Emily Post for Type 1 Diabetes
Anna Albritton, MS, RD, LD
With November being Diabetes Awareness Month across the nation, much of the focus is around individuals with type 2 diabetes. After all, only 5-10% of individuals with diabetes have type 1, yet these two types of diabetes are—as we all know—drastically different. By now, you’ve surely heard the following questions or statements plenty of times and have a formulated response to each. “Why are you eating that? It’s not sugar-free.” “You have type 1? Isn’t that the bad one?” “If you exercised and ate better, I bet you could come off of insulin.” These comments, amidst many others, can often make one feel as though they are the subject of a game of “20 Questions.” According to Dr. Susan Guzman, psychologist and co-founder of Behavioral Diabetes Institute, individuals with type 1 diabetes feel more stigmatized than do those with type 2 diabetes. Not those with type 2?! As surprising as it may seem, she attributes this to that fact that individuals with type 1 often have more visible identifiers, and the more visible and intensive one’s therapy, the greater the likelihood for stigma.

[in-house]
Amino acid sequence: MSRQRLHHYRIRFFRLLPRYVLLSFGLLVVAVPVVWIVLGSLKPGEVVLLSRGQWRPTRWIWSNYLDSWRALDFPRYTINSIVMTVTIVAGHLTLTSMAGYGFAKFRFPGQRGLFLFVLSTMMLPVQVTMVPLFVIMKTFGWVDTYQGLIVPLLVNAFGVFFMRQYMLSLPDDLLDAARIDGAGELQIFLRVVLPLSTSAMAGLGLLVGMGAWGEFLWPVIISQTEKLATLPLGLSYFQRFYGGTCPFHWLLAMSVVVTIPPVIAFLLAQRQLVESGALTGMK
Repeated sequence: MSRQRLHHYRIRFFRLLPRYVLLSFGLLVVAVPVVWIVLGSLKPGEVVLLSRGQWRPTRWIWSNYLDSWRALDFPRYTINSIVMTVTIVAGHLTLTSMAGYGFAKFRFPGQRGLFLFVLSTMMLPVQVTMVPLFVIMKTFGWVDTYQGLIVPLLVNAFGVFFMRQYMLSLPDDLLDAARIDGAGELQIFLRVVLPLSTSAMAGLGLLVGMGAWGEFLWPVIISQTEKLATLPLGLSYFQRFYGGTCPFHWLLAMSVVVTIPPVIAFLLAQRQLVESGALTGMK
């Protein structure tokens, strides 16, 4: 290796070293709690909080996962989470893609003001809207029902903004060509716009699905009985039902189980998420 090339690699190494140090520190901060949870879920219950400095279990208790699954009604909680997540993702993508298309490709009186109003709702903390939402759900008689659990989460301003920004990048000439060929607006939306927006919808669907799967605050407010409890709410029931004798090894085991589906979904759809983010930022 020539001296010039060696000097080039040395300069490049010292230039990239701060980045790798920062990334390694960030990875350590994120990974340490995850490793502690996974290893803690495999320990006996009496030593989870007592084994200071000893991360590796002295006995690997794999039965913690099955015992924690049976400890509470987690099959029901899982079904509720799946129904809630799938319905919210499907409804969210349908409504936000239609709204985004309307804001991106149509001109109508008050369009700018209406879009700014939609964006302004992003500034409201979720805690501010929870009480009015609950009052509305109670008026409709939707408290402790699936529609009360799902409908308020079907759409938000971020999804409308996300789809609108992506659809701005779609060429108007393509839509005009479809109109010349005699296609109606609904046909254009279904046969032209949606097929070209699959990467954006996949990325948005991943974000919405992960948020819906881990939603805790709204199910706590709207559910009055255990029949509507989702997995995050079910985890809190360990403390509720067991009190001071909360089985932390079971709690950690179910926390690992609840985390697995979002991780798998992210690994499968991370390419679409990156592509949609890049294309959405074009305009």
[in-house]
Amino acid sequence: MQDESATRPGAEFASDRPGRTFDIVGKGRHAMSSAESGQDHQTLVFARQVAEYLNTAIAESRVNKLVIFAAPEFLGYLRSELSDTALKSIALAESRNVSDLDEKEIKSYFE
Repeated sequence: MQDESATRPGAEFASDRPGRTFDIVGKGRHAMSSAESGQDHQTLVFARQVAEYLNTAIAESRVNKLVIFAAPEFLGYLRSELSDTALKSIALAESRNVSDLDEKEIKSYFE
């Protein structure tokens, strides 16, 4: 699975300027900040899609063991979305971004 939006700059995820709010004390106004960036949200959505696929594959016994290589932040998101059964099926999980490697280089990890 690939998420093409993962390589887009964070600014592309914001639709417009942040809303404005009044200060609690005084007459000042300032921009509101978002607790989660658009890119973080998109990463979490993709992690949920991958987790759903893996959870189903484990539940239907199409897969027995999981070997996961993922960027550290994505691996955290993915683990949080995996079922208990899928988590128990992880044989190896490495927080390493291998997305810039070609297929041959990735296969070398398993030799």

While you’ve likely come up with your own repertoire of “polite” responses to these outlandish comments, it’s also important that others close to you are equipped with enough information to help you should ever need it. Having these individuals know what signs and symptoms are associated with hypoglycemia and what to do should you become unconscious are two crucial skills that could be lifesaving in an emergency.
Often “taking the high road,” by realizing that many individuals see diabetes as being the same no matter what form, can be your best bet. Smile and overlook their ignorance—and accept the fact that some people just won’t ever understand how you got type 1 diabetes, what it actually is, and that you can eat all things in moderation.
Click on the link below for a humorous account of the confusion that surrounds type 1 versus type 2 diabetes written by Peg Abernathy from The Huffington Post Blog.
Sources used: DiaTribe, Behavioral Institute for Diabetes